LGBTQ history has often been hidden from view, but many individuals throughout history have lived radical private lives outside the accepted sexual norms of the time.
Find out more about the lives of England’s LGBTQ people, and their important place in the stories of English Heritage sites.
Stories of England’s LGBTQ Past
Find out about LGBTQ individuals associated with English Heritage sites, and how the laws and norms of the time affected their lives.
Piers Gaveston, Hugh Despenser and the Downfall of Edward II
Discover how Edward II’s reliance on his ‘favourites’ and possible lovers, Piers Gaveston and Hugh Despenser, led to his abdication and death.
Sir Walter Hungerford and the ‘Buggery Act’
Find out how Sir Walter Hungerford, owner of Farleigh Hungerford Castle, came to be the first man in England to be executed under the ‘Buggery Act’.
‘Romantic Female Friendship’ and Chiswick House
Explore the life of Georgiana, Duchess of Devonshire, and the fashion for ‘romantic female friendships’ in 18th-century England.
Lord Beauchamp, Walmer Castle, and Homosexuality
William Lygon, Lord Beauchamp, was a known homosexual in the 1920s and 1930s, leading to a dramatic fall from grace. Read more about the man whose misfortunes inspired Evelyn Waugh’s ‘Brideshead Revisited’.
Seely and Paget at Eltham Palace
Discover the story of John Seely and Paul Paget, who ran one of the most noteworthy architectural firms of the interwar period, and completed their masterpiece at Eltham Palace in 1936.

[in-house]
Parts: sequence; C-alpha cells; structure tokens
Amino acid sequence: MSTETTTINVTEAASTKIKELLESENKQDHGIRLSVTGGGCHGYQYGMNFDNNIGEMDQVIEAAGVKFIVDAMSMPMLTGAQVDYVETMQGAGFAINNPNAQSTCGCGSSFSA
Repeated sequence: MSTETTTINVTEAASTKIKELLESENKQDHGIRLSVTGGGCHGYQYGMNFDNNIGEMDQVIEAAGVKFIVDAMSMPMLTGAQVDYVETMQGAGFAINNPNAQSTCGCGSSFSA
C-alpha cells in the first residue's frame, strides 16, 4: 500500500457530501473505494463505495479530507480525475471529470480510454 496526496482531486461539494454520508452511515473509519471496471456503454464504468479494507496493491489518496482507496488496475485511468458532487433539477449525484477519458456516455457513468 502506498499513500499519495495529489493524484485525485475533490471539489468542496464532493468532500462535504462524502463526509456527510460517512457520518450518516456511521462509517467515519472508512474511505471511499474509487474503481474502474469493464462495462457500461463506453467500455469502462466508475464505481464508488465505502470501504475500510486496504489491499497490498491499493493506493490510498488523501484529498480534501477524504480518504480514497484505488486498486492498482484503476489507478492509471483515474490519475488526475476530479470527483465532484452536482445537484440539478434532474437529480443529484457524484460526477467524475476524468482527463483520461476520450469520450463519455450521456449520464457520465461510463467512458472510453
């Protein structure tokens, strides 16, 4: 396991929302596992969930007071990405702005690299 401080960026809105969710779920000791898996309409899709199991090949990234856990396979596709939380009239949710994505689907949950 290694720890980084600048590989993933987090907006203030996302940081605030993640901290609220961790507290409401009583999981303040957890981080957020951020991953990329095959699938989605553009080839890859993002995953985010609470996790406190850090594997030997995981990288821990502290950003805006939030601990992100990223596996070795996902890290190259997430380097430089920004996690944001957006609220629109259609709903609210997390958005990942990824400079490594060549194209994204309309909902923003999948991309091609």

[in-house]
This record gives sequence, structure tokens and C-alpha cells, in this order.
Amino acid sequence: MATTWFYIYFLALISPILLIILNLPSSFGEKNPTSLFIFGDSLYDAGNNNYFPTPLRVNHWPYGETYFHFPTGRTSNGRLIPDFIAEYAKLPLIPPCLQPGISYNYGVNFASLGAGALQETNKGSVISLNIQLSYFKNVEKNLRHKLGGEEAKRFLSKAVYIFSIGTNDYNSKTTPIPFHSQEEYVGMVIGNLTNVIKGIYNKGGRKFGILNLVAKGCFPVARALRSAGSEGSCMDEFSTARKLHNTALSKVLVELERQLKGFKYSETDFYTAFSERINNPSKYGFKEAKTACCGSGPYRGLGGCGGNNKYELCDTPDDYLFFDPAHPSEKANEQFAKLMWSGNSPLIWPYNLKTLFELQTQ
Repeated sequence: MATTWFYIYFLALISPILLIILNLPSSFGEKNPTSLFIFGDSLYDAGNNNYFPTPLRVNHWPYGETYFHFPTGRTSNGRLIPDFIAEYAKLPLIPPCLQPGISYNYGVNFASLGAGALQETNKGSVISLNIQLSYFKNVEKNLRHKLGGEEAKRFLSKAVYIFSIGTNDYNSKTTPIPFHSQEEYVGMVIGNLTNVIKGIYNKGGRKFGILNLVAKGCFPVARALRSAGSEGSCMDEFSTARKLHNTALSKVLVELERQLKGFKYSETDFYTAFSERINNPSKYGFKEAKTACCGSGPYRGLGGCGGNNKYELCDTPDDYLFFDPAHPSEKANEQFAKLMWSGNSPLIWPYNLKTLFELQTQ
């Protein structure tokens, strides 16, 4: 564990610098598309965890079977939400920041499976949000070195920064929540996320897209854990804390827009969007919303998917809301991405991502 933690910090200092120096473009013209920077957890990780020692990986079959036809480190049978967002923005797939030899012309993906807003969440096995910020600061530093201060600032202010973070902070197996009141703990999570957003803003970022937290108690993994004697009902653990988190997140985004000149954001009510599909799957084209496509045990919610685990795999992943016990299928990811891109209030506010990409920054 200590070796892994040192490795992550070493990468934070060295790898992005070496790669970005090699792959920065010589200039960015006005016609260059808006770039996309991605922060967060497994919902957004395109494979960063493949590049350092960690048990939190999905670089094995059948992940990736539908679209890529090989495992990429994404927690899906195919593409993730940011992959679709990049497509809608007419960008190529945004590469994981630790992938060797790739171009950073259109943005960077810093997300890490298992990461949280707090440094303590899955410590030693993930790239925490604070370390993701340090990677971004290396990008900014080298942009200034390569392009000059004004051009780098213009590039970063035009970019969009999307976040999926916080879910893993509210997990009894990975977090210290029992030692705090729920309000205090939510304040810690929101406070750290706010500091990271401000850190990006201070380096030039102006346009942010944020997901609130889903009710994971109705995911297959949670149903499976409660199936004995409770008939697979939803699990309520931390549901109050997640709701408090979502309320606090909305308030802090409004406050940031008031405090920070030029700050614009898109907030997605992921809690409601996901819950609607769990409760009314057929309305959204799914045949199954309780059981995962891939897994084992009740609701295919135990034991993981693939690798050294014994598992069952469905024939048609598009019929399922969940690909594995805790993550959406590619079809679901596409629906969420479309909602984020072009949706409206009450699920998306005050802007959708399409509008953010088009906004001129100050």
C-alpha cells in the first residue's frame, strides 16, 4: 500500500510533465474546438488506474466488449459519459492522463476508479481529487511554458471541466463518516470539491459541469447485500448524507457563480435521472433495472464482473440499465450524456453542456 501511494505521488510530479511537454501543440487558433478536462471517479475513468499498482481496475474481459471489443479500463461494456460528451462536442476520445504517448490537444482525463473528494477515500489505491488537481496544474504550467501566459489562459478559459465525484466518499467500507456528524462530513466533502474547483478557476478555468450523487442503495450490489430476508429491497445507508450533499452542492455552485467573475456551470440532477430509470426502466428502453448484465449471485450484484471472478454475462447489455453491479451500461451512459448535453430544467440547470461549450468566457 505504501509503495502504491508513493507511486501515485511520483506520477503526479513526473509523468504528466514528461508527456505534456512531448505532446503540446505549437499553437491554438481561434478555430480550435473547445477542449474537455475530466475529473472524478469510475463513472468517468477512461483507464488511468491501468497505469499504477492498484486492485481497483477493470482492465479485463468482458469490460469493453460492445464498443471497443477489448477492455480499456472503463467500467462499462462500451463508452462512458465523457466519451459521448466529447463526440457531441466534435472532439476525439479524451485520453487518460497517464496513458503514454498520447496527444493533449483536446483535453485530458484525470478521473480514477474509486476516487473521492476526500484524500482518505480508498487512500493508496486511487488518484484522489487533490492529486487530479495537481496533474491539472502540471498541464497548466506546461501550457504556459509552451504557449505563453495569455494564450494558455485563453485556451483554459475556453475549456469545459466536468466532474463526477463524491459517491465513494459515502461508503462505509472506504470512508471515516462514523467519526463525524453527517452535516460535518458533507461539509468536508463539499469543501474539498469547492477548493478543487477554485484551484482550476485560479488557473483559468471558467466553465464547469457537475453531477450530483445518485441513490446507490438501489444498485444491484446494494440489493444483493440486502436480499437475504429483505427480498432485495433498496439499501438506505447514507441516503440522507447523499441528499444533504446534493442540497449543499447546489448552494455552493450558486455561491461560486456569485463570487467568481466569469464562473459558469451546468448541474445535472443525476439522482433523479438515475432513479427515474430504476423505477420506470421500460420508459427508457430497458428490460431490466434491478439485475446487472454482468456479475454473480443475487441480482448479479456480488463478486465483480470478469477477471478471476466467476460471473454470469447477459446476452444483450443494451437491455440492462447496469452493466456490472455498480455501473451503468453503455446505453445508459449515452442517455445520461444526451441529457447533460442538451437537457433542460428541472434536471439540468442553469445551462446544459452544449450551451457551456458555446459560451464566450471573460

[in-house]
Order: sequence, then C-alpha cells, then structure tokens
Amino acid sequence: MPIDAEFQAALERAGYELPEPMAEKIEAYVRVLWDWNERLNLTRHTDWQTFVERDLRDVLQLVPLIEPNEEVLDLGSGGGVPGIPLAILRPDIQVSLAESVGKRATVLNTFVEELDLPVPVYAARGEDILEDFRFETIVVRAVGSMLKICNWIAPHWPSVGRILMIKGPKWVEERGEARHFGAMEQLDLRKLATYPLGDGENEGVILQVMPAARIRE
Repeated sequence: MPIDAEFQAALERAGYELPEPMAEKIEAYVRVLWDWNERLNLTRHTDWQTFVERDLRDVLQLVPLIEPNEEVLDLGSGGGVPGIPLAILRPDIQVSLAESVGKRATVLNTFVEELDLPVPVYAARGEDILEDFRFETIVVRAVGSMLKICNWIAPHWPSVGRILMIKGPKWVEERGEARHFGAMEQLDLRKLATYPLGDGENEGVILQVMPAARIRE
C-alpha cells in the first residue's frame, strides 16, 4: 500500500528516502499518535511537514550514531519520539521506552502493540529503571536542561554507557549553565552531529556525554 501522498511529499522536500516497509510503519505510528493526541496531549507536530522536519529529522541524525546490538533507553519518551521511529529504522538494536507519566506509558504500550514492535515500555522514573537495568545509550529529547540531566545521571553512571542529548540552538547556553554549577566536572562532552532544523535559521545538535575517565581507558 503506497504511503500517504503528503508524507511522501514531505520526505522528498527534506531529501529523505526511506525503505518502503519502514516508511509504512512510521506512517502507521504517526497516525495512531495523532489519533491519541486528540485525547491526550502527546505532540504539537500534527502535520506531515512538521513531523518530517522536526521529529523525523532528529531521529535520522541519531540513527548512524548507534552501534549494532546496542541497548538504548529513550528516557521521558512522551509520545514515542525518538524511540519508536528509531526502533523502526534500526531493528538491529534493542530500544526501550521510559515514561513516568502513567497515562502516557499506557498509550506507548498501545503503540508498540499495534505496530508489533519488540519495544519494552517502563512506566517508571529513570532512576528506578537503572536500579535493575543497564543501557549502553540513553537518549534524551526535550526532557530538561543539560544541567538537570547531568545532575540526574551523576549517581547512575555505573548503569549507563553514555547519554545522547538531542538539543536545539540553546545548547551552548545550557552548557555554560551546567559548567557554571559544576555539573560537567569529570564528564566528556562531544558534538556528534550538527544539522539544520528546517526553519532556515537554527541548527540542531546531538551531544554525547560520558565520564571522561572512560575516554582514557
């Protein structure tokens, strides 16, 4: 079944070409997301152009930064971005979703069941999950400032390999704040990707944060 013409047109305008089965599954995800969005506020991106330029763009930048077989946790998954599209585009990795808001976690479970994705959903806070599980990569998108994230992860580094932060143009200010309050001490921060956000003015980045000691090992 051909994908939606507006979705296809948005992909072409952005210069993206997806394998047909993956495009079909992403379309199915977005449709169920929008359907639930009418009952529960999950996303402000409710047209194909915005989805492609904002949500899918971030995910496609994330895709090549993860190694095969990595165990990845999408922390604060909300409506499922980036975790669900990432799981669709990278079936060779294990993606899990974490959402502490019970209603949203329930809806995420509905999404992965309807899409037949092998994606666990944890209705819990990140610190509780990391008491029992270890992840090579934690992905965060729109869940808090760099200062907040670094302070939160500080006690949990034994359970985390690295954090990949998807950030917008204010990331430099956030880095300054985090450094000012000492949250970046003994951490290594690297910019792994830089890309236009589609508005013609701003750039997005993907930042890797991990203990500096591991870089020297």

Of the hundreds of individuals honoured with a London blue plaque, many have lived radical private lives outside the accepted sexual norms of the time, from Oscar Wilde to Virginia Woolf and Alan Turing. Some were persecuted for it and some helped to challenge public perceptions of gender and sexuality. Explore the stories of some of London’s famous LGBTQ residents through our blue plaques scheme.
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England’s LGBTQ Heritage
Explore places of LGBTQ heritage across England, ranging from the frontiers of Roman Britain to the gay pubs that remain important in our lives today. Part of Historic England’s ‘Pride of Place’ project.
Image: A wedding party at the Streatham Derby and Joan Club in the 1960s
© Private Collection
Top image: William Lygon, Lord Beauchamp, who lived at Walmer Castle from 1913 to 1931
© National Portrait Gallery, London